Spotlight on investment in Canada by foreign states

By Raj Sahni and Karma Dolkar, Bennett Jones LLP
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The year 2012 was another very strong year for foreign investment in the Canadian energy sector. On 7 December, Canada’s minister of industry announced the ministry’s approvals of two multibillion-dollar acquisitions by foreign state-owned enterprises (SOEs): the acquisition by China National Offshore Oil Corporation (CNOOC) of Nexen Inc for approximately C$15 billion (US$15 billion) and the acquisition by Malaysia’s Patroliam Nasional Berhad (PETRONAS) of Progress Energy Corp for approximately C$6 billion.

Guidelines revised

The Canadian government also unveiled important new guidelines applicable to foreign investments in Canada by foreign SOEs. Three key changes in the revised guidelines are designed to clarify and provide greater transparency to the review and approval process for large investments by foreign SOEs.

Raj Sahni Partner Bennett Jones
Raj Sahni
Partner
Bennett Jones

First, the definition of a foreign SOE has been expanded under the revised guidelines to include entities that are influenced, directly or indirectly, by a foreign government (in addition to those owned or controlled by a foreign government).

Second, the government reaffirmed that it will increase the investment review threshold to C$1 billion in “enterprise value”, however the current C$330 million in “asset value” will be retained for foreign SOE acquisitions.

Third, although not specifically addressed in the revised guidelines, the government indicated that investments by foreign SOEs to acquire control of a Canadian oil sands business will, in the future, be allowed on an exceptional basis.

Application restricted

With the clarification of Canada’s rules for the review of large foreign SOE investments, foreign investment, including investments involving SOEs, should continue to grow in Canada. It should be noted that the changes only apply to foreign SOE investment and only to reviewable SOE investment. The revised guidelines, like their predecessors, only apply to investments by a foreign SOE to acquire “control” – as the term is defined in the Investment Canada Act (ICA) – of a Canadian business. As such, the ICA review remains inapplicable to foreign SOE investments where: (a) target’s asset book value is less than C$330 million; or (b) there is no acquisition of control.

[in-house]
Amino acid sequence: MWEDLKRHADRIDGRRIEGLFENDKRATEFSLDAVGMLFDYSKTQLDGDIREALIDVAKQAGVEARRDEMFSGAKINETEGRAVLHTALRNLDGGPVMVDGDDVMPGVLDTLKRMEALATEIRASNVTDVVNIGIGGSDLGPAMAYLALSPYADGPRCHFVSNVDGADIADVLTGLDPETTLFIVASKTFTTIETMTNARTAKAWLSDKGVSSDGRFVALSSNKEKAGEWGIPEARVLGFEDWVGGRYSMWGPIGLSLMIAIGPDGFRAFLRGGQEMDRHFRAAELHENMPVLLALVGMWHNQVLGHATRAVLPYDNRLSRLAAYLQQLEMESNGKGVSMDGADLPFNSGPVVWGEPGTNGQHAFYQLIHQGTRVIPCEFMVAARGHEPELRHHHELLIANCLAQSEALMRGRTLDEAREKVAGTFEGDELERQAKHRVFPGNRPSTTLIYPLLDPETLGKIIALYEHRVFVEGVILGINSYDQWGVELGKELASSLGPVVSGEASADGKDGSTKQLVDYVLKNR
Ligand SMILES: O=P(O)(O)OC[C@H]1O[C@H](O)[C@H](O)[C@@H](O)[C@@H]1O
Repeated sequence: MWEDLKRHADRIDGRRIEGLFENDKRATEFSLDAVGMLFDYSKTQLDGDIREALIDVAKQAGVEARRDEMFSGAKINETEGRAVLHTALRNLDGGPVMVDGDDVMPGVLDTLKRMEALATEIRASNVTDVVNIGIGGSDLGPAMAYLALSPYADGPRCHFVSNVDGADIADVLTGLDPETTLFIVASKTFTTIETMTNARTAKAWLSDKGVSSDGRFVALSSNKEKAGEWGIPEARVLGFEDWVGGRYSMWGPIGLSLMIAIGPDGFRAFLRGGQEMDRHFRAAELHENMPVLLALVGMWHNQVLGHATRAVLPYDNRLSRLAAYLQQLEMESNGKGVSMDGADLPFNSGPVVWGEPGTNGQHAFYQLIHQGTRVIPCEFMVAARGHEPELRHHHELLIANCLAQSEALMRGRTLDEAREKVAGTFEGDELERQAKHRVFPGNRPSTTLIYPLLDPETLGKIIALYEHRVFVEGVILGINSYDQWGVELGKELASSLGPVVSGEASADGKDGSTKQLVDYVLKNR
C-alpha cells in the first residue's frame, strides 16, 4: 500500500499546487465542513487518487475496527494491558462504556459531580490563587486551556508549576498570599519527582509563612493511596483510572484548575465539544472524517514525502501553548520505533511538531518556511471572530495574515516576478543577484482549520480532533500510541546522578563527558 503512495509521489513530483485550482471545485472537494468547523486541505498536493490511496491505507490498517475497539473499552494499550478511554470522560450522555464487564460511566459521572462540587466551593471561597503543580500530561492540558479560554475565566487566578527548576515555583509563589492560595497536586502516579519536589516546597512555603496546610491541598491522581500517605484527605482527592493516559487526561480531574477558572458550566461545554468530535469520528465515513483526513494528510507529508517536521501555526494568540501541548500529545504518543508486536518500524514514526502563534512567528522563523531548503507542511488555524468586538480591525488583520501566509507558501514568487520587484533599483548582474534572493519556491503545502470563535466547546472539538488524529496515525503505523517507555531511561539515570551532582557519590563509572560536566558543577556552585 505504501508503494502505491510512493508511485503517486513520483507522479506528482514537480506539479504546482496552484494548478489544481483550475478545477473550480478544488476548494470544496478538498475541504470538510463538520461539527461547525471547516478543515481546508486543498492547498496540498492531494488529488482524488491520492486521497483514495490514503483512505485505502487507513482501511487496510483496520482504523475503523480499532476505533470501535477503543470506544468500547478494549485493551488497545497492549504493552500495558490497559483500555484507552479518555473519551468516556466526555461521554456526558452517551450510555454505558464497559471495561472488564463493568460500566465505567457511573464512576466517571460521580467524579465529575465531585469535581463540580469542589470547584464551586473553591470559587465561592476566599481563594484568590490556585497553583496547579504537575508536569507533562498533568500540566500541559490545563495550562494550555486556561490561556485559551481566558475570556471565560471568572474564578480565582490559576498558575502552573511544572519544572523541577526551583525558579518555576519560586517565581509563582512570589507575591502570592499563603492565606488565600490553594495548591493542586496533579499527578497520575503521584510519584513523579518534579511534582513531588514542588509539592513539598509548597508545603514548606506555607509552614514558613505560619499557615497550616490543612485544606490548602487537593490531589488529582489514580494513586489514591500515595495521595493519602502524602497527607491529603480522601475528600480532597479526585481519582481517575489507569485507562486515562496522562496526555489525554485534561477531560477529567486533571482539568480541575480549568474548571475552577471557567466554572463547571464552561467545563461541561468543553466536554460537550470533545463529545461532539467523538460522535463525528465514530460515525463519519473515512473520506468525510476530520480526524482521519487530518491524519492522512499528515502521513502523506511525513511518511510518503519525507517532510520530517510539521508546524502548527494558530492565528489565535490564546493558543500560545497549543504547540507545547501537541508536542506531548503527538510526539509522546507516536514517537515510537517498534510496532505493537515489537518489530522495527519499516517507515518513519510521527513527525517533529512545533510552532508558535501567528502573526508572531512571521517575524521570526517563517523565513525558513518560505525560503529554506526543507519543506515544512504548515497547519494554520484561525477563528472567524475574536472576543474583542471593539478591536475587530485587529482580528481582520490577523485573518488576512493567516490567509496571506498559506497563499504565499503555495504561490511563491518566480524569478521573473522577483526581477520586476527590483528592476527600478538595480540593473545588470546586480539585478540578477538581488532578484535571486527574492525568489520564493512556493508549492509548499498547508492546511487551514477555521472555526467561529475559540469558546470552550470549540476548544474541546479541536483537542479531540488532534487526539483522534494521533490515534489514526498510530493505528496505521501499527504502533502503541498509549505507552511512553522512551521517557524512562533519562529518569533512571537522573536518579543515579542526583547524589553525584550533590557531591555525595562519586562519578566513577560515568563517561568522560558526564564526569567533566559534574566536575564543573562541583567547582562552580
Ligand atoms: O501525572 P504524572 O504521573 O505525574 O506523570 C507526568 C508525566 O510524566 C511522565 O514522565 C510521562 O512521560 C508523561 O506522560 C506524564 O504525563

Karma Dolkar Associate Bennett Jones
Karma Dolkar
Associate
Bennett Jones

There is significant scope for foreign investment by SOEs which falls outside the purview of the ICA. Foreign SOEs are not required to obtain ministerial approval for their transaction under the ICA where, for example: (1) they are acquiring less than one-third of the voting shares of a Canadian business; (2) they are acquiring 50% or less of the voting interests of a partnership or a joint venture; (3) they are indirectly acquiring control of a Canadian business (provided it is not engaged in a cultural business). These investments are not reviewable no matter how large the investment.

These types of non-reviewable investments by foreign SOEs are not expected to be impacted by the revised guidelines. The prime minister of Canada has emphasized that “the government continues to strongly encourage inward investment in Canada” in virtually all sectors.

Nuclear sector

There remain a myriad of synergistic trade and investment opportunities between India and Canada in many sectors, in addition to Canadian oil sands. For example, in November prime ministers Manmohan Singh and Stephen Harper announced that India and Canada had finalized a long awaited nuclear deal that will enable Canadian companies to ship nuclear hardware and uranium to India.

The deal is a positive development for both India, which already employs Canadian CANDU nuclear reactors to help meet its rapidly growing energy needs, and Canada, which has an abundant supply of uranium. In addition, Indian engineering companies, with their own nuclear engineering expertise and experience with CANDU-based technology, could be of assistance to Canada in refurbishment and further construction of its nuclear facilities.

Other growth areas

Other areas poised for growth include agriculture and fertilizers. Potash is an essential component of industrial fertilizers, and Canada, as the world’s largest producer of potash, has the capacity to meet current global potash demand for centuries. In addition to potash, other fertilizer and agricultural technology opportunities are gaining momentum. In October, the Indian Farmers Fertiliser Co-operative announced a joint venture to build a C$1.2 billion nitrogen plant in Canada to capitalize on strong North American demand for fertilizers.

Clearly Indian businesses and SOEs are increasingly seeing the opportunities to combine Indian technology and capital with Canadian resources not only to meet India’s own growing needs but also to profit in world markets.

Raj Sahni is a partner and co-chair of the India Business Group at Bennett Jones, a law firm with offices in Calgary, Toronto, Edmonton, Ottawa, Dubai, Abu Dhabi, Doha and a representative office in Beijing. Karma Dolkar is an associate at the firm.

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